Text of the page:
MOVIE REVIEW: Cherie Gil deals with beauty and tragedy in Sonata

Sonata stars (L-R) Joshua Pineda (as Ping), Cherie Gil (as former opera singer Regina), and Chino Jalandoni (as Jonjon). Directed by Lore Reyes and Peque Gallaga, Sonata is a study of contrasts: light and shadow, wealth and poverty, beauty and tragedy.

Cinema legends Lore Reyes and Peque Gallaga once again team up in Sonata, a film that deftly crafts sound and imagery to produce a story with a heart. The movie introduces us to key characters: disgraced opera singer Regina Cadena (played by Cherie Gil) and an idealistic young boy named Jonjon (played by Joel Torre’s grand nephew Chino Jalandoni). The two are worlds apart—one is a deeply scarred adult who seems to have completely shut herself off from the rest of the world; the other, a compassionate boy transplanted from the city, who’s eager to explore what rural living has to offer. As the story unfolds, we find the two characters striking an unlikely friendship, as Jonjon tries to reach out to Regina.

The story is touching enough on its own, but what sets apart Sonata from most films is that it masterfully weaves a heartfelt story into a kaleidoscope of vivid images and stirring music. The directors dedicate the first few moments of the film to establish the idyllic beauty of the Negros province: there are vast tracts of sugarcane fields awash in golden sunlight, and perfectly blue skies that bring back memories of carefree summers.

It is interesting to note that during the first part of the film, the dialogue is sparse—instead, the movie relies on imagery to tell the story. One minute we see Jonjon gleefully exploring his newfound terrain in broad daylight, the next we see the morose Regina holed up in her equally gloomy room, desperately attempting to communicate with her lover (who seems to be the only “friend” that she has at the moment). We see a lot of contrasts: light and shadow, wealth and poverty, beauty and tragedy. However, the first part may not be everyone’s cup of tea, and some people may find the pacing a bit slow and dragging during the first half of the movie.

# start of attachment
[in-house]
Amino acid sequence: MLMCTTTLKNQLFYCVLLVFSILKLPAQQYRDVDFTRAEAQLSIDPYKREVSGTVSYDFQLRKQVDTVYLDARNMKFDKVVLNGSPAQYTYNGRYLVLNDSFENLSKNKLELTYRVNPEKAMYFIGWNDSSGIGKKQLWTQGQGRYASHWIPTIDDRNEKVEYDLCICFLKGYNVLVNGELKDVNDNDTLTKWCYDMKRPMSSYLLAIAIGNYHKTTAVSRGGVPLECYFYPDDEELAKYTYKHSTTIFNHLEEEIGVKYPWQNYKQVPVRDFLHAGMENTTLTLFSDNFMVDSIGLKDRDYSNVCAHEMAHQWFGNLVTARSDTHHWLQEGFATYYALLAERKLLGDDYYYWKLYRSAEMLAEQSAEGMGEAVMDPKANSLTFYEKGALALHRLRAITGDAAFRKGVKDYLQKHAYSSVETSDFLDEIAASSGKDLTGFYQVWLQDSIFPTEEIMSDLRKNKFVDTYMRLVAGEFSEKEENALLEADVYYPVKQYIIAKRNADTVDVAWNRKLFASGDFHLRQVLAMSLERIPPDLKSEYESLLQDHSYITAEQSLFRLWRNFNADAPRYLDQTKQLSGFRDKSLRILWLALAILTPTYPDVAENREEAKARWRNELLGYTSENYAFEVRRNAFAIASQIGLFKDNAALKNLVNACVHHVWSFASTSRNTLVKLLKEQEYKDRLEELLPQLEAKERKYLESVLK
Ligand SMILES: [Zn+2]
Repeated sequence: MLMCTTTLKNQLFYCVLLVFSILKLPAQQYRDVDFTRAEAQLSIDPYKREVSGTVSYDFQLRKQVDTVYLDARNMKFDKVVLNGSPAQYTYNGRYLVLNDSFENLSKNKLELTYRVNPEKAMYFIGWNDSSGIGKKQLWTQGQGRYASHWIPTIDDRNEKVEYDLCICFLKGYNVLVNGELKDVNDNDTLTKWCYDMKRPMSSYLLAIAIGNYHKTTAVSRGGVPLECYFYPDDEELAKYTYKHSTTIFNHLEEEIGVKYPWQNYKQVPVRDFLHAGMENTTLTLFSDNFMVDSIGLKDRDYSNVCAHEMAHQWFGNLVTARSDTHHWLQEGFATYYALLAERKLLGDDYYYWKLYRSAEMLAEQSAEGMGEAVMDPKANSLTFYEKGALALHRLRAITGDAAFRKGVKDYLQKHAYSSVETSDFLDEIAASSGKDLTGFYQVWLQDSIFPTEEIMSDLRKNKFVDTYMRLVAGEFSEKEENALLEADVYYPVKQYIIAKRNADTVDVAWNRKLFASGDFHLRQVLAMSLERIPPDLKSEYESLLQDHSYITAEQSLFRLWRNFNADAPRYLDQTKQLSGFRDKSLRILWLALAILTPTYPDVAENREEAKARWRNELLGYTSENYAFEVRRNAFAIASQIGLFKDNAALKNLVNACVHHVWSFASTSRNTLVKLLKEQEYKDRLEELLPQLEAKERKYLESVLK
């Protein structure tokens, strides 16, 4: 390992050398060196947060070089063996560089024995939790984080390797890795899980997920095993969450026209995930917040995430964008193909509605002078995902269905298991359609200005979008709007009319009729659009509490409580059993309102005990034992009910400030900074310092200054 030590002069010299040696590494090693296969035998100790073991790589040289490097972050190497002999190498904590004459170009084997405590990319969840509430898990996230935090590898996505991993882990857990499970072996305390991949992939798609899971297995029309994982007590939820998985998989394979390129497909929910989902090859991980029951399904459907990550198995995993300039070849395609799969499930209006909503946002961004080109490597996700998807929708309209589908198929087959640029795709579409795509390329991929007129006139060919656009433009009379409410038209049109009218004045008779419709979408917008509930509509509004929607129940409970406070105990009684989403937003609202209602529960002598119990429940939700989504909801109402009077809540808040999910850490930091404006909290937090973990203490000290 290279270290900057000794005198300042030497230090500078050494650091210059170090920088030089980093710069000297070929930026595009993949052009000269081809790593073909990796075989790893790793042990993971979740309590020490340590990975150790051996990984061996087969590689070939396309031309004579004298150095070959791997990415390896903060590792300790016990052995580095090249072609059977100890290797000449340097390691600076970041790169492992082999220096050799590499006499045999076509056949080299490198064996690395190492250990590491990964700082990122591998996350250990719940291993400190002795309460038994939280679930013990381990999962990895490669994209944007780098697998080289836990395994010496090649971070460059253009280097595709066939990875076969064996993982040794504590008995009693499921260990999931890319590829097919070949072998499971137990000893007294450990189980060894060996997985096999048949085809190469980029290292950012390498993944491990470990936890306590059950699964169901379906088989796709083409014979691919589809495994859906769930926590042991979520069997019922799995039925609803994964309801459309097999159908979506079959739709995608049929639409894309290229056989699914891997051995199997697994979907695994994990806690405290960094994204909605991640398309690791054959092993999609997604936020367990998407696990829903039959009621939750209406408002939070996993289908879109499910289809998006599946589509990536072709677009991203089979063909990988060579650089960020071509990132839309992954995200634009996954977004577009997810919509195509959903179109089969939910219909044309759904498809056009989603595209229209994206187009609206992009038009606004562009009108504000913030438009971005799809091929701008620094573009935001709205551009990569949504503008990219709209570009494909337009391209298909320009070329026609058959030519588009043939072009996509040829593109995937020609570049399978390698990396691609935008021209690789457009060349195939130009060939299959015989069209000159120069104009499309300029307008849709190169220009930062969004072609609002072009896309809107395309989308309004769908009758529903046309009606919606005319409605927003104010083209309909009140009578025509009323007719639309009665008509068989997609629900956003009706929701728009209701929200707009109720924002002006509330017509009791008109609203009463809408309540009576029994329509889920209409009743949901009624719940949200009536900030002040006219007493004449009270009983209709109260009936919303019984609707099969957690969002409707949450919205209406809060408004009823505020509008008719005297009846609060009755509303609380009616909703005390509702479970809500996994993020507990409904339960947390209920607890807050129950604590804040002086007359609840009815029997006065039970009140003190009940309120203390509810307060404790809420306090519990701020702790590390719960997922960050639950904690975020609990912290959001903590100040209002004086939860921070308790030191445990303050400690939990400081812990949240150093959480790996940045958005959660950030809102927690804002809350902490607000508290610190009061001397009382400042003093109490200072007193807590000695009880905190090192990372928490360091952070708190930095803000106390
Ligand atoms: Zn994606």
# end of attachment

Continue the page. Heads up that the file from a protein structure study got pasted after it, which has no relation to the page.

The plot eventually takes the center stage as the story progresses, and we see Regina eventually warming up to Jonjon. They go on several adventures: they take a poignant cart ride (where we see Regina liberating herself from her self-imposed exile), they go on a picnic and talk about Don Giovanni and Madama Butterfly’s Pinkerton, and they even stage an opera. Regina finally begins to see life in a new light, all thanks to Jonjon’s earnest efforts. But while there’s life, there’s also death—the movie, after all, is a study on contrasts.

Cherie Gil could just may be at her finest as Regina Cadena. She was able to flesh out a tortured opera singer (who was at times, pathetic and apathetic) who’s much more than just a traumatized has-been. Child actor Chino Jalandoni still seems a bit rough around the edges, but he’s nonetheless charming as the compassionate Jonjon. Chart Motus (who plays Jonjon’s mother, Cora) irregularly stumbles between scripted and somewhat convincing acting—which is unfortunate, given that she delivers several striking lines in the film.


The strength of the film lies in its ability to deliver poetry with a heart. While it features a hefty serving of breathtaking cinematography, it does not completely lose sight of the story—it’s not merely art for art’s sake, and it relays a story that anyone can relate to.


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